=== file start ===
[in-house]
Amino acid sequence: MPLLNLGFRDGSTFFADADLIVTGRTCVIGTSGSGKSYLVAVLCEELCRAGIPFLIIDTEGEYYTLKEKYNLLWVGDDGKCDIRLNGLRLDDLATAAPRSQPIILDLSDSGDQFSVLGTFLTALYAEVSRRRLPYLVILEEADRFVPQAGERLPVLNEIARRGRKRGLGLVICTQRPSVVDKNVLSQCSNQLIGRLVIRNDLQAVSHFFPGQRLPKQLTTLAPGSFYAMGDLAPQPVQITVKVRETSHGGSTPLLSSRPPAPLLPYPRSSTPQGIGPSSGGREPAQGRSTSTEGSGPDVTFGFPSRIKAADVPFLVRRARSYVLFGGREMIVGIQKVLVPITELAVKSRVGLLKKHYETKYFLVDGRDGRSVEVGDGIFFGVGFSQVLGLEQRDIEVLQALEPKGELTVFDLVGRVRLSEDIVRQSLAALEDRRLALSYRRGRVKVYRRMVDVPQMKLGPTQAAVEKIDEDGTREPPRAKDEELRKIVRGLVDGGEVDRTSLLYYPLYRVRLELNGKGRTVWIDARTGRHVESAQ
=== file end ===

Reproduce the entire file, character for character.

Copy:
[in-house]
Amino acid sequence: MPLLNLGFRDGSTFFADADLIVTGRTCVIGTSGSGKSYLVAVLCEELCRAGIPFLIIDTEGEYYTLKEKYNLLWVGDDGKCDIRLNGLRLDDLATAAPRSQPIILDLSDSGDQFSVLGTFLTALYAEVSRRRLPYLVILEEADRFVPQAGERLPVLNEIARRGRKRGLGLVICTQRPSVVDKNVLSQCSNQLIGRLVIRNDLQAVSHFFPGQRLPKQLTTLAPGSFYAMGDLAPQPVQITVKVRETSHGGSTPLLSSRPPAPLLPYPRSSTPQGIGPSSGGREPAQGRSTSTEGSGPDVTFGFPSRIKAADVPFLVRRARSYVLFGGREMIVGIQKVLVPITELAVKSRVGLLKKHYETKYFLVDGRDGRSVEVGDGIFFGVGFSQVLGLEQRDIEVLQALEPKGELTVFDLVGRVRLSEDIVRQSLAALEDRRLALSYRRGRVKVYRRMVDVPQMKLGPTQAAVEKIDEDGTREPPRAKDEELRKIVRGLVDGGEVDRTSLLYYPLYRVRLELNGKGRTVWIDARTGRHVESAQ